Biden hopes to meet with China’s Xi Jinping on climate change – The Washington Post

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Biden administration officials are working to make climate change part of potential discussions between the president and Chinese President Xi Jinping at the Group of 20 summit scheduled in Bali, Indonesia, this month, according to two people familiar with the matter who spoke on the condition of anonymity because the talks have not been formally announced.

U.S. officials have publicly said they are working on such a meeting. It would aim to ease friction between the two world powers that have been increasingly at odds over trade, the pandemic, human rights and the future of Taiwan.

Administration officials are looking for areas of common interest that could lead to cordial and productive discussions, and climate change is one of the few candidates, the people said. Both administrations have pledged to work to stop global warming and green lighting new talks between the heads of state could open the door for dialogue between the two countries at the ongoing U.N. Climate Change Conference in Sharm el-Sheikh, known as COP27.

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Beijing had suspended climate talks with the United States in retaliation for the visit of House Speaker Nancy Pelosi (D-Calif.) to Taiwan in August. That has raised doubts about the potential for success at COP in Egypt where the United States and China are typically the two biggest dealmakers.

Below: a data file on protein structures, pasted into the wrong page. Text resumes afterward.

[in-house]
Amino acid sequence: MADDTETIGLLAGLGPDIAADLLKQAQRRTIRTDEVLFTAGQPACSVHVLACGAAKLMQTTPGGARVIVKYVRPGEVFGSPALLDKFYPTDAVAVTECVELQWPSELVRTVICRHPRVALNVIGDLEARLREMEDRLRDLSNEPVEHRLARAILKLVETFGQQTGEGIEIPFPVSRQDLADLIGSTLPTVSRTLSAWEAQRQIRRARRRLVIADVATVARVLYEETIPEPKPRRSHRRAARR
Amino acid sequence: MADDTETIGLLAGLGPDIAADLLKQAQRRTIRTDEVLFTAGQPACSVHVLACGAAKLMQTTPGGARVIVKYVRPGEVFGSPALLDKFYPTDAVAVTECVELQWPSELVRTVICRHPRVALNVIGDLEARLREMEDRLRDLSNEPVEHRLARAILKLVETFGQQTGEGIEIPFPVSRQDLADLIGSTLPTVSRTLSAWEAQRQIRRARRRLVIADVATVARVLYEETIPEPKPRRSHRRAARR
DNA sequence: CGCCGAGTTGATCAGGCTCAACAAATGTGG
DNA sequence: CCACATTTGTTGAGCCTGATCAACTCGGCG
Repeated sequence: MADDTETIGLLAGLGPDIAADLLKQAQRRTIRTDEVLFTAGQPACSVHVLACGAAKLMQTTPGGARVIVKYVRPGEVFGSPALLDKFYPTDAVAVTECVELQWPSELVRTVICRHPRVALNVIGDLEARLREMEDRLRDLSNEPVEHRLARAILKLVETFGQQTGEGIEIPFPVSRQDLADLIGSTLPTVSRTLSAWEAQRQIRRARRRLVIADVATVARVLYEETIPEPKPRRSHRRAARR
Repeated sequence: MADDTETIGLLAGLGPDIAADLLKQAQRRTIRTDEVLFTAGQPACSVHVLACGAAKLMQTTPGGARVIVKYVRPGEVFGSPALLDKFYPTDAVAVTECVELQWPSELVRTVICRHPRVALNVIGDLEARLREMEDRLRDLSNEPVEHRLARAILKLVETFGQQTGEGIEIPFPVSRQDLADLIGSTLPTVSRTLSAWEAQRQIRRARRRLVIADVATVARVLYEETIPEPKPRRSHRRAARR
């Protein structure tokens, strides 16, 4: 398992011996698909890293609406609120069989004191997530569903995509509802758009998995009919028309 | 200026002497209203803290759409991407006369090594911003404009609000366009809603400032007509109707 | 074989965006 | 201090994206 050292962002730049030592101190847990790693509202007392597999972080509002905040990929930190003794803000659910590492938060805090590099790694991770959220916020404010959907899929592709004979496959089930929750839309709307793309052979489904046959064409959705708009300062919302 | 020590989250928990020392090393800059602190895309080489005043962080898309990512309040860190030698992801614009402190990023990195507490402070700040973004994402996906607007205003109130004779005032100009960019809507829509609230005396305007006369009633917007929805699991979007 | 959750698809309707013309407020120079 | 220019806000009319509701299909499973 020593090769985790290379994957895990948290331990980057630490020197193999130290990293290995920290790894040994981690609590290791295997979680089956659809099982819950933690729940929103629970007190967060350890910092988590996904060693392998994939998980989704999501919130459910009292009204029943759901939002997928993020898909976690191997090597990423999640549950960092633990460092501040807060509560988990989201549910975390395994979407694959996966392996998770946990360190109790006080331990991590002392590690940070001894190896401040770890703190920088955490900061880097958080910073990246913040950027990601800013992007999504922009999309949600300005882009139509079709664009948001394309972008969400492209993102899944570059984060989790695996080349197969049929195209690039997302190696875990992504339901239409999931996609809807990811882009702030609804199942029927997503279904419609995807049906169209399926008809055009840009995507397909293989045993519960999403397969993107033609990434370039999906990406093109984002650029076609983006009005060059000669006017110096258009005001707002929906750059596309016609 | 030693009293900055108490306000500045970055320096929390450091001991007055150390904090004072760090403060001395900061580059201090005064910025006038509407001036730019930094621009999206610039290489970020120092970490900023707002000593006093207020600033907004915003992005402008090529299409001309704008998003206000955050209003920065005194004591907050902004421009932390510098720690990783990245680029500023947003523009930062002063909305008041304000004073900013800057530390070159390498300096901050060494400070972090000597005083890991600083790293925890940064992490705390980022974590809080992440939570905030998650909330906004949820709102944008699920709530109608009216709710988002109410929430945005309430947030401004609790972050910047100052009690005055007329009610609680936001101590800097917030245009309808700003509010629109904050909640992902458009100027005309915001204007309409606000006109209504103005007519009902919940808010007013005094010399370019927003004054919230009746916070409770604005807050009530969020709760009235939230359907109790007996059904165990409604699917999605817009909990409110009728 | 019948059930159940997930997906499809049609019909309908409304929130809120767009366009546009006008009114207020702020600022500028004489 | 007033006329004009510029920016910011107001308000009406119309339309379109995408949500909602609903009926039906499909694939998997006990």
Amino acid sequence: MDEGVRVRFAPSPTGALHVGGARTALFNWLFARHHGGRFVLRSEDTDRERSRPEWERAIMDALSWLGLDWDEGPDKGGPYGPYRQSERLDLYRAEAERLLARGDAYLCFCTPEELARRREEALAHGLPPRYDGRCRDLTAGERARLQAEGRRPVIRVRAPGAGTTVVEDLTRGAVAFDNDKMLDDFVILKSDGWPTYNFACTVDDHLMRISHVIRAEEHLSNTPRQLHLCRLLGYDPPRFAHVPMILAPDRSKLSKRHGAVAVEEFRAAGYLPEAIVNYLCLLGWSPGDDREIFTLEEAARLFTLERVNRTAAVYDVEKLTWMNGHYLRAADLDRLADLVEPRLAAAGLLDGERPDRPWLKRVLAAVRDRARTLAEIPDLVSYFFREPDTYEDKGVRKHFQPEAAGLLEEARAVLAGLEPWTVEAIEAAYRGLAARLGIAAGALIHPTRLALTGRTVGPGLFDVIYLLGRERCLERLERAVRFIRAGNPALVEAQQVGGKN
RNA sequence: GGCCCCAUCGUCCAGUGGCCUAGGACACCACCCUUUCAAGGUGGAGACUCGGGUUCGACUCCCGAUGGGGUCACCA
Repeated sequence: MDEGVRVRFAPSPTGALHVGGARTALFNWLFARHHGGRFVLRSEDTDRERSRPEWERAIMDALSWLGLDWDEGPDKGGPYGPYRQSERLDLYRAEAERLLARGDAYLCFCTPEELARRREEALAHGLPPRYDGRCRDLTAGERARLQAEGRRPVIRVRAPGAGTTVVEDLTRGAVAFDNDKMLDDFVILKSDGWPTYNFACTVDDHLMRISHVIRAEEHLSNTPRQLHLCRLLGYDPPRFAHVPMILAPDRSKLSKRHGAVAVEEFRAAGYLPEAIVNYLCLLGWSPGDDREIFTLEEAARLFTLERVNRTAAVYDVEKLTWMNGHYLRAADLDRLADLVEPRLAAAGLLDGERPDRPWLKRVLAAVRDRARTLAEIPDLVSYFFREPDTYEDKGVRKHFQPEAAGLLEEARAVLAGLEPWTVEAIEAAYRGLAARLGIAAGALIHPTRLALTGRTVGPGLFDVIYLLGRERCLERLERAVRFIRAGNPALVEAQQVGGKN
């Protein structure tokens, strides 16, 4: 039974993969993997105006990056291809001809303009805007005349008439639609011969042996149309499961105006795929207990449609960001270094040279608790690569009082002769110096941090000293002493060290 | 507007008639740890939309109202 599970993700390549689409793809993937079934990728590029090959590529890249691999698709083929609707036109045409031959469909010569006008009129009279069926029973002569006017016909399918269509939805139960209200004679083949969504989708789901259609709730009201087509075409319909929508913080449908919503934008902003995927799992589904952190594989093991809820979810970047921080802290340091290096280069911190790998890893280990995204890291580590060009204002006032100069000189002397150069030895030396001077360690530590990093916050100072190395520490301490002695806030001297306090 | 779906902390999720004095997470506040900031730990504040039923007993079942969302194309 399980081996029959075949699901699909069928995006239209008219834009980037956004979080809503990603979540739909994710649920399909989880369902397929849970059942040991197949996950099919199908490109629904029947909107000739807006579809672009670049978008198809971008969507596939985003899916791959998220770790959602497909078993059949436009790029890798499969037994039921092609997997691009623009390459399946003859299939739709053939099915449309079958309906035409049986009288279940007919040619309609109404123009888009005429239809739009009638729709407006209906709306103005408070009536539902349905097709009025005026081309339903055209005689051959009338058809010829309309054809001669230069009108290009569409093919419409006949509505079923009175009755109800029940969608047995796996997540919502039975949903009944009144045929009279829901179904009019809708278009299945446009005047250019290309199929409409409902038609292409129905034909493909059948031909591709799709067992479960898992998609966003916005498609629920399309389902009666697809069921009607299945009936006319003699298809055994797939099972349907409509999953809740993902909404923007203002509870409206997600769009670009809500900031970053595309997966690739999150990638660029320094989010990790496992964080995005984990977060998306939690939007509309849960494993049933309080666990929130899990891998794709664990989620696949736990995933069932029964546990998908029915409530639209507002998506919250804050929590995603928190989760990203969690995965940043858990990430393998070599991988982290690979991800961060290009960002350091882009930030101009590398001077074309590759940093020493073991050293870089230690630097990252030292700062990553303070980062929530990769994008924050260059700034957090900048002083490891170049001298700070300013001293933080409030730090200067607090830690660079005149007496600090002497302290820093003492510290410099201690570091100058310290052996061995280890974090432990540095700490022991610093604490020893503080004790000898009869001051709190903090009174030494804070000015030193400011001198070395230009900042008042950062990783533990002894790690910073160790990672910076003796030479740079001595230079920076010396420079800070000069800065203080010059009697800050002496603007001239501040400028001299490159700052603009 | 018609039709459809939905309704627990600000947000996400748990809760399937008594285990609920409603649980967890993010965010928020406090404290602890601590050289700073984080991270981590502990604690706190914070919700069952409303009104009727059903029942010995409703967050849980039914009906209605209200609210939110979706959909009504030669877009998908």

An announcement on Biden-Xi climate talks at the G-20 could come within days to help resolve that issue, one of the people said. Biden is scheduled to arrive in Bali on Nov. 13 and could meet with Xi as soon as Nov. 14, after a brief stop of his own in Egypt for COP27.

The U.S.-China dynamic has reemerged as a key dynamic in finding the money to help other countries deal with climate change, central to success in Egypt, John D. Podesta, a top climate adviser at the White House, said as an interview. Progress has stalled since China struck deals and pledged at last year’s COP to collaborate with the United States and others, he added.

“Nothing much has happened, and there’s relatively little dialogue,” he said. “I think the whole world is going to be asking the question, what’s going on with China? … They’re a little bit M.I.A.”

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